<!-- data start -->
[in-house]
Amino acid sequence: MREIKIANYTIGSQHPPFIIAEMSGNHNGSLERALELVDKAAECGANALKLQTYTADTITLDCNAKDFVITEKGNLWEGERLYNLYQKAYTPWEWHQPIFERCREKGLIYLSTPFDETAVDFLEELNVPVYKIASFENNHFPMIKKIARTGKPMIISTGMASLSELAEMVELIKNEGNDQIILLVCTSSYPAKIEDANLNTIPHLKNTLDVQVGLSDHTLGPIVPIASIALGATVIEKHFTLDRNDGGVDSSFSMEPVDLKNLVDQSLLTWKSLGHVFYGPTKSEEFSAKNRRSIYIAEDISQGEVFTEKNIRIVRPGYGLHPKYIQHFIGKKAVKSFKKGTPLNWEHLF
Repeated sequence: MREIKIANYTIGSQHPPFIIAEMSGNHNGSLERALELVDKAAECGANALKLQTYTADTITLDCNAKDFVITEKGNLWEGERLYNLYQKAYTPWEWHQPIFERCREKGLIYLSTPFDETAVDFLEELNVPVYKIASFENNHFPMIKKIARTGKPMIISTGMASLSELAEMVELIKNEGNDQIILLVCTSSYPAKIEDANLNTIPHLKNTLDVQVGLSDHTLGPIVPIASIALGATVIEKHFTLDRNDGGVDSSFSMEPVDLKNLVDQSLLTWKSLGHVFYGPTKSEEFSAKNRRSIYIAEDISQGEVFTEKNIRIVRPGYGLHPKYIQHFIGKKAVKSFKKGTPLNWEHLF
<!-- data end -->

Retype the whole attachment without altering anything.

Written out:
[in-house]
Amino acid sequence: MREIKIANYTIGSQHPPFIIAEMSGNHNGSLERALELVDKAAECGANALKLQTYTADTITLDCNAKDFVITEKGNLWEGERLYNLYQKAYTPWEWHQPIFERCREKGLIYLSTPFDETAVDFLEELNVPVYKIASFENNHFPMIKKIARTGKPMIISTGMASLSELAEMVELIKNEGNDQIILLVCTSSYPAKIEDANLNTIPHLKNTLDVQVGLSDHTLGPIVPIASIALGATVIEKHFTLDRNDGGVDSSFSMEPVDLKNLVDQSLLTWKSLGHVFYGPTKSEEFSAKNRRSIYIAEDISQGEVFTEKNIRIVRPGYGLHPKYIQHFIGKKAVKSFKKGTPLNWEHLF
Repeated sequence: MREIKIANYTIGSQHPPFIIAEMSGNHNGSLERALELVDKAAECGANALKLQTYTADTITLDCNAKDFVITEKGNLWEGERLYNLYQKAYTPWEWHQPIFERCREKGLIYLSTPFDETAVDFLEELNVPVYKIASFENNHFPMIKKIARTGKPMIISTGMASLSELAEMVELIKNEGNDQIILLVCTSSYPAKIEDANLNTIPHLKNTLDVQVGLSDHTLGPIVPIASIALGATVIEKHFTLDRNDGGVDSSFSMEPVDLKNLVDQSLLTWKSLGHVFYGPTKSEEFSAKNRRSIYIAEDISQGEVFTEKNIRIVRPGYGLHPKYIQHFIGKKAVKSFKKGTPLNWEHLF